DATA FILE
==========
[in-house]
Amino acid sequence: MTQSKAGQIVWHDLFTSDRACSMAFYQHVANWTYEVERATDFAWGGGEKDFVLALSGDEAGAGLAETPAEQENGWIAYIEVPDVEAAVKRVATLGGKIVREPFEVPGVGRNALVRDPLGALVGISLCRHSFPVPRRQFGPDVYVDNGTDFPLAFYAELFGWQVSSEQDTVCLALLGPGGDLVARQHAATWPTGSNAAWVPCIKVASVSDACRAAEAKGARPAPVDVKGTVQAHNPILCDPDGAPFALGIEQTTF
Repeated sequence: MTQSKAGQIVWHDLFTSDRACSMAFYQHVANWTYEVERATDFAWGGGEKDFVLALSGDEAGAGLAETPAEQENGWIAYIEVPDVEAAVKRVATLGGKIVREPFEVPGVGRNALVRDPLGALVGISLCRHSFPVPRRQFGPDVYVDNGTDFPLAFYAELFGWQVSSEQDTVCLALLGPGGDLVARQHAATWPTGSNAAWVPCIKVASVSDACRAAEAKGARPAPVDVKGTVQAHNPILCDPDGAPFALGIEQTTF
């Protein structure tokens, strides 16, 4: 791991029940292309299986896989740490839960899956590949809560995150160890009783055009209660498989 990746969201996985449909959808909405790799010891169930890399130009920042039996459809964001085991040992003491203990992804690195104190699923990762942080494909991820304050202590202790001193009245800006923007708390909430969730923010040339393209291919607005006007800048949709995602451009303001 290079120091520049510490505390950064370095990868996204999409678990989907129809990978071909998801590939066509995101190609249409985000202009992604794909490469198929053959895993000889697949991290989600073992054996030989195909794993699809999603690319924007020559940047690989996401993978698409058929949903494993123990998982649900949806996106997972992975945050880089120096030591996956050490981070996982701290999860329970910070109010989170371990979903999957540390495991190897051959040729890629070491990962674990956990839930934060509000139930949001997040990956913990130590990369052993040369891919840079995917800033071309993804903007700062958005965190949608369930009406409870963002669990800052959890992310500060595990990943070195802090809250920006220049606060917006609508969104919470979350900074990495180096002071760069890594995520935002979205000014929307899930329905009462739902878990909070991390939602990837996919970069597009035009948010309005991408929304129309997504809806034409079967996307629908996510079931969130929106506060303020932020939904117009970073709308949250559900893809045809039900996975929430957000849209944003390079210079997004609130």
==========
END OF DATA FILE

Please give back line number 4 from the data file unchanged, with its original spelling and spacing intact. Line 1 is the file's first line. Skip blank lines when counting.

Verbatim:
């Protein structure tokens, strides 16, 4: 791991029940292309299986896989740490839960899956590949809560995150160890009783055009209660498989 990746969201996985449909959808909405790799010891169930890399130009920042039996459809964001085991040992003491203990992804690195104190699923990762942080494909991820304050202590202790001193009245800006923007708390909430969730923010040339393209291919607005006007800048949709995602451009303001 290079120091520049510490505390950064370095990868996204999409678990989907129809990978071909998801590939066509995101190609249409985000202009992604794909490469198929053959895993000889697949991290989600073992054996030989195909794993699809999603690319924007020559940047690989996401993978698409058929949903494993123990998982649900949806996106997972992975945050880089120096030591996956050490981070996982701290999860329970910070109010989170371990979903999957540390495991190897051959040729890629070491990962674990956990839930934060509000139930949001997040990956913990130590990369052993040369891919840079995917800033071309993804903007700062958005965190949608369930009406409870963002669990800052959890992310500060595990990943070195802090809250920006220049606060917006609508969104919470979350900074990495180096002071760069890594995520935002979205000014929307899930329905009462739902878990909070991390939602990837996919970069597009035009948010309005991408929304129309997504809806034409079967996307629908996510079931969130929106506060303020932020939904117009970073709308949250559900893809045809039900996975929430957000849209944003390079210079997004609130």